Axa and Raj took the opportunity to find a surprise gift for Grammy.
Next to the town is a wetlands nature preserve with a miniature lake.
Here's a closeup of that traditional boat someone is sailing off in the distance.
There's some cute farmland. Even the horses were miniatures.
We also found a little treehouse.
At only a couple of hours by train from Amsterdam (and less by car) Giethoorn is a perfect day out if you want some delightful and unique countryside. We definitely enjoyed our time there!
Several months ago my kids’ school started offering free Dutch lessons to parents. I jumped at the chance, not only to help reinforce to my kids that learning the language is important, but because I actually do want to learn Dutch. Juf Ricky, who teaches the lessons, also teaches the kids Dutch as a second language. She’s not only a great teacher, but also a really nice person. Today she took us on a tour of her hometown, Gouda.
Yes. Gouda, as in the cheese. What a delightful little town! We all met up at the Amstel train station and took the train there together. It’s about 45 minutes by train.
I am usually not the one in this house who goes on business trips. Because they are just not really a thing when you work part-time at a small nonprofit with a small nonprofit budget. While Tony’s business trips do occasionally include some perks for me, usually I’m the one at home single parenting while he’s gone. Which is OK. It’s part of the life I’ve chosen, and I don’t mind too much being home alone with my (increasingly independent) children when Tony travels.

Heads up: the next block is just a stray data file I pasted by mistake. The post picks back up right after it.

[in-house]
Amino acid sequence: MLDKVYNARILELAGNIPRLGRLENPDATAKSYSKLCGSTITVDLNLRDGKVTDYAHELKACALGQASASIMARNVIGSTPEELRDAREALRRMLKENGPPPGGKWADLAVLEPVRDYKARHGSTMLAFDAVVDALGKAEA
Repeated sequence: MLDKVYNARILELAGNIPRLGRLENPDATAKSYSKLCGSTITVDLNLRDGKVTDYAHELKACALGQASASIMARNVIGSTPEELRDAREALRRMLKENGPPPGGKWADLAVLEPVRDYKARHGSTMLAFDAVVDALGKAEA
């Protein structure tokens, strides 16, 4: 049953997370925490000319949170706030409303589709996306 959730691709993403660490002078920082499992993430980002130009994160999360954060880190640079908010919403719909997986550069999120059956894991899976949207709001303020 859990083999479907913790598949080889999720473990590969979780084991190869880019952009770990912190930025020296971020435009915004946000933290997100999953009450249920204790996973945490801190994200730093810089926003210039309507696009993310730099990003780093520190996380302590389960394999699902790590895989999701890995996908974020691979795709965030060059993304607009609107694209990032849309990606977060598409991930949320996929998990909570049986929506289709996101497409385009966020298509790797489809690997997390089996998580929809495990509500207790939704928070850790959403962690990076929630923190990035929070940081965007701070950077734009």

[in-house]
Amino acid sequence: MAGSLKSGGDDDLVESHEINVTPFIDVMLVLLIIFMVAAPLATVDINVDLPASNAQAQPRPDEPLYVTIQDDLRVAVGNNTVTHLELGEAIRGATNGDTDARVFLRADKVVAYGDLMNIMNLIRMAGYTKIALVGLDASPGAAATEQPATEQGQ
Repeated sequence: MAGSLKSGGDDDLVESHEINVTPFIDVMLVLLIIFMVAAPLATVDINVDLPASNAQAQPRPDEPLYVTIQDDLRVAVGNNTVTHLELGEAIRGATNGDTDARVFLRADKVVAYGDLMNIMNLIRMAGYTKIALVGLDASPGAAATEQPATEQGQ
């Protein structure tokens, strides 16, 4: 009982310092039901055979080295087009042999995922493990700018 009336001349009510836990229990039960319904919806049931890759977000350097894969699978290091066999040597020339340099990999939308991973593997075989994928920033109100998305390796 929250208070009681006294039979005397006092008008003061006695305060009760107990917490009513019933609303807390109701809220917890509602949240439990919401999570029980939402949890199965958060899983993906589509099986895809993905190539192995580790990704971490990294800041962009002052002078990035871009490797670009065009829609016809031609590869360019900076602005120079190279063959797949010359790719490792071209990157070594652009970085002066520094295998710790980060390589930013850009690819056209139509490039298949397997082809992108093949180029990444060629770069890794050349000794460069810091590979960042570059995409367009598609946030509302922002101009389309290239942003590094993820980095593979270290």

When I did the obligatory unofficial Facebook poll of what to do in London, the two most recommended must-visits were Camden Market and the V&A. Camden Market will, alas, have to wait until a less grey and drizzly day. But as you know, I am always up for another museum, especially if it involves history or the fine arts. Or both, as the V&A does. It is a wonderful museum, and I heartily add my voice to the recommendations next time you are in London.
The 1899 ceremony in which the foundation stone of the museum’s current building was laid turned out to be Queen Victoria’s last public appearance, and it was then that it officially received its name, the Victoria & Albert Museum. It’s a perfect place to explore at random, which we did, although in the end I believe we saw almost the entire museum. The exhibit themes range from time periods (e.g. 1300-1600) to geographical areas (e.g. Korea or the Middle East) to artistic media (e.g. ceramics or glass).
One of the Things You Do while in London is go to a musical (although I’ve extracted a semi-promise from Tony that next time it will be a Shakespeare play). We picked Wicked. And Tony has been crushing on the Dutch actress who played Elphaba ever since. I liked it even more than I thought I would, and it’s been so highly recommended to me by so many people that I was expecting to like it a lot. It was a spectacular piece of theatre. I loved the opulent costumes and the steampunk feel of the sets.
So far, London is spectacular. At least what I’ve seen of it, which is mostly the inside of the British Museum. Because let’s face it, we all know which person I am here:
It is entirely possible that I went straight there from the airport (having arrived at Heathrow shortly after eight in the morning), and stayed until I was literally shooed out at closing time. I also had to replace my audio guide when the battery died after several hours in the museum. So I guess I’ve confirmed my family’s suspicions on every vacation we take that I would just stay in that museum indefinitely if they didn’t drag me out.